Regional Forcing Mechanisms for Winter Precipitation Variability in Coastal New England

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Monday, 5 January 2015
Samuel T. Amdur IV, Williams College, Williamstown, MA; and Y. O. Kwon, C. C. Ummenhofer, and M. S. Cook

Handout (3.4 MB)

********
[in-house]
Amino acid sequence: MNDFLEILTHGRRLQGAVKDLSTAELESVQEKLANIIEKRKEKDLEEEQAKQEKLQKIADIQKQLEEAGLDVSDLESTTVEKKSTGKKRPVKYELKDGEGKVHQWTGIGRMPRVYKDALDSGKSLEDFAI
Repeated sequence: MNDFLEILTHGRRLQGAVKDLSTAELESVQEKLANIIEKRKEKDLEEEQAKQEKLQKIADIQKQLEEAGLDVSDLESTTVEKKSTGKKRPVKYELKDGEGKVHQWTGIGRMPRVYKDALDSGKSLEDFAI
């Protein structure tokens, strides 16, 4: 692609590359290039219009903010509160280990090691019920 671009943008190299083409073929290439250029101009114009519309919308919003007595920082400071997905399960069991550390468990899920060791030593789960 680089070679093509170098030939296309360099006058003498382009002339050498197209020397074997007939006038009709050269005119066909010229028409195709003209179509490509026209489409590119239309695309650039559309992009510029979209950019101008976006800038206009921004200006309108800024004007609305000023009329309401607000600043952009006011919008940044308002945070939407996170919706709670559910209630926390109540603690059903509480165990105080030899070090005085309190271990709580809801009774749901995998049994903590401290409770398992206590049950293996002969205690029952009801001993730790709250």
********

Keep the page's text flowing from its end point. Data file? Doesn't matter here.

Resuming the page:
Winter precipitation variability is especially high along the coastal regions of New England, which frequently experience the brunt of extreme precipitation events. Large scale circulation regimes fail to account for the majority of this variability, and recent studies have pointed to regional influences, such as sea surface temperature (SST) anomalies, as factors in precipitation variability. The PRISM Climate Group precipitation dataset is used in conjunction with a variety of reanalysis products for the analysis period 1901-2013 to examine associations between winter (January-March; JFM) precipitation, regional anomalies in SST, and 500 hPa geopotential height anomalies. Composites of precipitation and SST were generated for the extreme SST and precipitation winters (top and bottom 10%), respectively. Both extreme SST and extreme precipitation winters are not significantly correlated with the North Atlantic Oscillation (NAO), and while extreme SST exhibits clustering on decadal timescales, its relationship with large scale modes of variability, such as the Atlantic multidecadal oscillation (AMO), is unclear. On the other hand, a statistically significant relationship is found between increased coastal New England JFM precipitation and anomalously warm SST south of Newfoundland. Furthermore, correlation analysis suggests a statistically robust relationship between precipitation and localized height anomalies east of Newfoundland, i.e. high pressure anomalies associated with the enhanced precipitation along the New England coast. Our results indicate that extreme winter precipitation in coastal New England is dynamically linked to localized blocking patterns associated with anomalously warm SST near Newfoundland.